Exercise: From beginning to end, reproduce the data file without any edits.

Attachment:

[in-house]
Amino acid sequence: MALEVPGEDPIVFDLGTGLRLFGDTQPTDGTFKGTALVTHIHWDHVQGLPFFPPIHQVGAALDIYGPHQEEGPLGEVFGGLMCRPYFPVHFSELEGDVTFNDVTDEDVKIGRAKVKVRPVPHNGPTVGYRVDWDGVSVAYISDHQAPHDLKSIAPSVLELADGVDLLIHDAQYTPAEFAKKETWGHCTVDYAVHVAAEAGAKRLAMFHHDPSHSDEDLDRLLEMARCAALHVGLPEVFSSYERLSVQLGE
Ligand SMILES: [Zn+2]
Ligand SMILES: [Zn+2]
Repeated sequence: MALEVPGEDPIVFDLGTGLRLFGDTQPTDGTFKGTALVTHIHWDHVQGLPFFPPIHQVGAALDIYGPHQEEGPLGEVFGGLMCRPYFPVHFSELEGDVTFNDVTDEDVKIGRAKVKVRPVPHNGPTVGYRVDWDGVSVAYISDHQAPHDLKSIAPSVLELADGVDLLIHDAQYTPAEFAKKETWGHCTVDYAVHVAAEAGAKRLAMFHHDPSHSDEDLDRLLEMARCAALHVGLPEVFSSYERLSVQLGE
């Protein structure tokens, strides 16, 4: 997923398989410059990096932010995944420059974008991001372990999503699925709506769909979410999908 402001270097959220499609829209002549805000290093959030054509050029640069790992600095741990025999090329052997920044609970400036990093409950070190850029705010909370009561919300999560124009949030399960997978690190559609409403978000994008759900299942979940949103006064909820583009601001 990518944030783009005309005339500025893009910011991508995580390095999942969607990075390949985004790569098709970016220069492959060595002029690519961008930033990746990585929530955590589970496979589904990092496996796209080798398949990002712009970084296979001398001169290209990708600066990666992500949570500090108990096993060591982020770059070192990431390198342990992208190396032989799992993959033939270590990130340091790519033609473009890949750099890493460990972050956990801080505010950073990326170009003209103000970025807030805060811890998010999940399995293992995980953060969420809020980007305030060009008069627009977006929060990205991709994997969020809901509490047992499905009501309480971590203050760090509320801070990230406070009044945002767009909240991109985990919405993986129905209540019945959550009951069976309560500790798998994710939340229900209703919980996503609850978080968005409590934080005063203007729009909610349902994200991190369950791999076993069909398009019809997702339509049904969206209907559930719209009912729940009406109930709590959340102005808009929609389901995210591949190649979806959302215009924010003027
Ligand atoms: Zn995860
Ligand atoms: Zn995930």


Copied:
[in-house]
Amino acid sequence: MALEVPGEDPIVFDLGTGLRLFGDTQPTDGTFKGTALVTHIHWDHVQGLPFFPPIHQVGAALDIYGPHQEEGPLGEVFGGLMCRPYFPVHFSELEGDVTFNDVTDEDVKIGRAKVKVRPVPHNGPTVGYRVDWDGVSVAYISDHQAPHDLKSIAPSVLELADGVDLLIHDAQYTPAEFAKKETWGHCTVDYAVHVAAEAGAKRLAMFHHDPSHSDEDLDRLLEMARCAALHVGLPEVFSSYERLSVQLGE
Ligand SMILES: [Zn+2]
Ligand SMILES: [Zn+2]
Repeated sequence: MALEVPGEDPIVFDLGTGLRLFGDTQPTDGTFKGTALVTHIHWDHVQGLPFFPPIHQVGAALDIYGPHQEEGPLGEVFGGLMCRPYFPVHFSELEGDVTFNDVTDEDVKIGRAKVKVRPVPHNGPTVGYRVDWDGVSVAYISDHQAPHDLKSIAPSVLELADGVDLLIHDAQYTPAEFAKKETWGHCTVDYAVHVAAEAGAKRLAMFHHDPSHSDEDLDRLLEMARCAALHVGLPEVFSSYERLSVQLGE
């Protein structure tokens, strides 16, 4: 997923398989410059990096932010995944420059974008991001372990999503699925709506769909979410999908 402001270097959220499609829209002549805000290093959030054509050029640069790992600095741990025999090329052997920044609970400036990093409950070190850029705010909370009561919300999560124009949030399960997978690190559609409403978000994008759900299942979940949103006064909820583009601001 990518944030783009005309005339500025893009910011991508995580390095999942969607990075390949985004790569098709970016220069492959060595002029690519961008930033990746990585929530955590589970496979589904990092496996796209080798398949990002712009970084296979001398001169290209990708600066990666992500949570500090108990096993060591982020770059070192990431390198342990992208190396032989799992993959033939270590990130340091790519033609473009890949750099890493460990972050956990801080505010950073990326170009003209103000970025807030805060811890998010999940399995293992995980953060969420809020980007305030060009008069627009977006929060990205991709994997969020809901509490047992499905009501309480971590203050760090509320801070990230406070009044945002767009909240991109985990919405993986129905209540019945959550009951069976309560500790798998994710939340229900209703919980996503609850978080968005409590934080005063203007729009909610349902994200991190369950791999076993069909398009019809997702339509049904969206209907559930719209009912729940009406109930709590959340102005808009929609389901995210591949190649979806959302215009924010003027
Ligand atoms: Zn995860
Ligand atoms: Zn995930």